LOS ANGELES — While other 2020 Democratic contenders are focusing on wealth inequality in America and taxing the rich, Washington Gov. Jay Inslee is trying to position himself as the "carbon warrior."
But he sees climate change as an economic issue, too.
Over the past year, Inslee has made several trips to early caucus and primary states such as New Hampshire, Iowa and Nevada to test out the political waters for a possible 2020 presidential run. The governor told CNBC this week that he's going to "decide in weeks, not months," on whether to toss his hat in the ring for the 2020 Democratic presidential nomination.
Inslee, who turns 68 years old on Saturday, talks very much like he's already running while also touting a record of expanded investment in clean energy programs and technologies statewide. Last year, he announced the largest-ever purchase of green power for state operations through solar and wind power facilities.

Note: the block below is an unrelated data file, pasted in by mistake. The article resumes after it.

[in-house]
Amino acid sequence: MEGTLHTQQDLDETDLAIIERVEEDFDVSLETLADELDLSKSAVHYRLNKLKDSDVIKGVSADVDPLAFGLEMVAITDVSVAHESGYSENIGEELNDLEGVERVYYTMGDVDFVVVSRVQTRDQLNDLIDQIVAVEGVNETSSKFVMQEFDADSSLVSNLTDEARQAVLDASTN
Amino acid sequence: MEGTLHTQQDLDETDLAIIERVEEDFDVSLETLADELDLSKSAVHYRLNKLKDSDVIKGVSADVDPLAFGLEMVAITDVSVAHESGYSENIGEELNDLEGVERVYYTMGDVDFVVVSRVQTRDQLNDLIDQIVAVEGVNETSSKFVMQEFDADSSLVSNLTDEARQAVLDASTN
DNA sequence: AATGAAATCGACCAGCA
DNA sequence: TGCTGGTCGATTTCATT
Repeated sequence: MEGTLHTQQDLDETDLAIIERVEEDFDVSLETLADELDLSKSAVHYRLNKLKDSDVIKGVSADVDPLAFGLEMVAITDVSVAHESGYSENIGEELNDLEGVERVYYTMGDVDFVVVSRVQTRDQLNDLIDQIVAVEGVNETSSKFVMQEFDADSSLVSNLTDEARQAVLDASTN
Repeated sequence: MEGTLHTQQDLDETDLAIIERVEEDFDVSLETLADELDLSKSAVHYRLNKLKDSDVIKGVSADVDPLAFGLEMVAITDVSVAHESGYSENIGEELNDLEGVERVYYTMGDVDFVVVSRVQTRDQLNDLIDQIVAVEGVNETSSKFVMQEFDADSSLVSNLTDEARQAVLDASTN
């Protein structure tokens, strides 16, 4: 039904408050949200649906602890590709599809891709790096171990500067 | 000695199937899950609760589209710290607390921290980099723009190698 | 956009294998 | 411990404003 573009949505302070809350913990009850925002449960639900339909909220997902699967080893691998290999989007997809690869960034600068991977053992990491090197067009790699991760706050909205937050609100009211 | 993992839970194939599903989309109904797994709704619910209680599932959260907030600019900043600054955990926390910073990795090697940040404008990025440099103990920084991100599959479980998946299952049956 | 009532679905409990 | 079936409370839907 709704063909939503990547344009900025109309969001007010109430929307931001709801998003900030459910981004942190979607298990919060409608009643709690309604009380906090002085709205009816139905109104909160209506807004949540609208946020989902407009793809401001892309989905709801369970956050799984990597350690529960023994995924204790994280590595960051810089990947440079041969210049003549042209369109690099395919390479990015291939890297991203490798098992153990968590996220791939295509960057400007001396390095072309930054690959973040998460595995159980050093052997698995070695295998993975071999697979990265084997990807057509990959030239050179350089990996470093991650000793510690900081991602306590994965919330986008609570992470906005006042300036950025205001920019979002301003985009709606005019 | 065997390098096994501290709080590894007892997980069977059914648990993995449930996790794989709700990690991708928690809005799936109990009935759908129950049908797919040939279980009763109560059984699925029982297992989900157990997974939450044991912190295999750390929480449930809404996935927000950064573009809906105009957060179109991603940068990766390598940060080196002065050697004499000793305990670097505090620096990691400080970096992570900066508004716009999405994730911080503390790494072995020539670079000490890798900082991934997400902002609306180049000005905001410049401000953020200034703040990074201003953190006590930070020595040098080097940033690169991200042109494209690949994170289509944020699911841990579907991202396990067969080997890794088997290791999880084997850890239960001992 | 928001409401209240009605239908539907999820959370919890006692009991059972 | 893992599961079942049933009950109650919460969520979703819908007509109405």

"My candidacy I think has a couple of unique things driving it," Inslee said. "One, both by experience and passion and commitment, I have had a long, demonstrated vision statement for economic growth around clean energy that is unique amongst potential candidates."
Yet Inslee, a two-term governor, suffered a setback to his climate agenda last year when the oil industry funded a campaign to defeat a carbon emissions fee initiative Inslee supported. The measure was seen as a way to raise revenue as well as to help the state achieve ambitious greenhouse gas reduction goals.
The failure did not disrupt his larger message, however, particularly as he gears up to potentially run for the White House.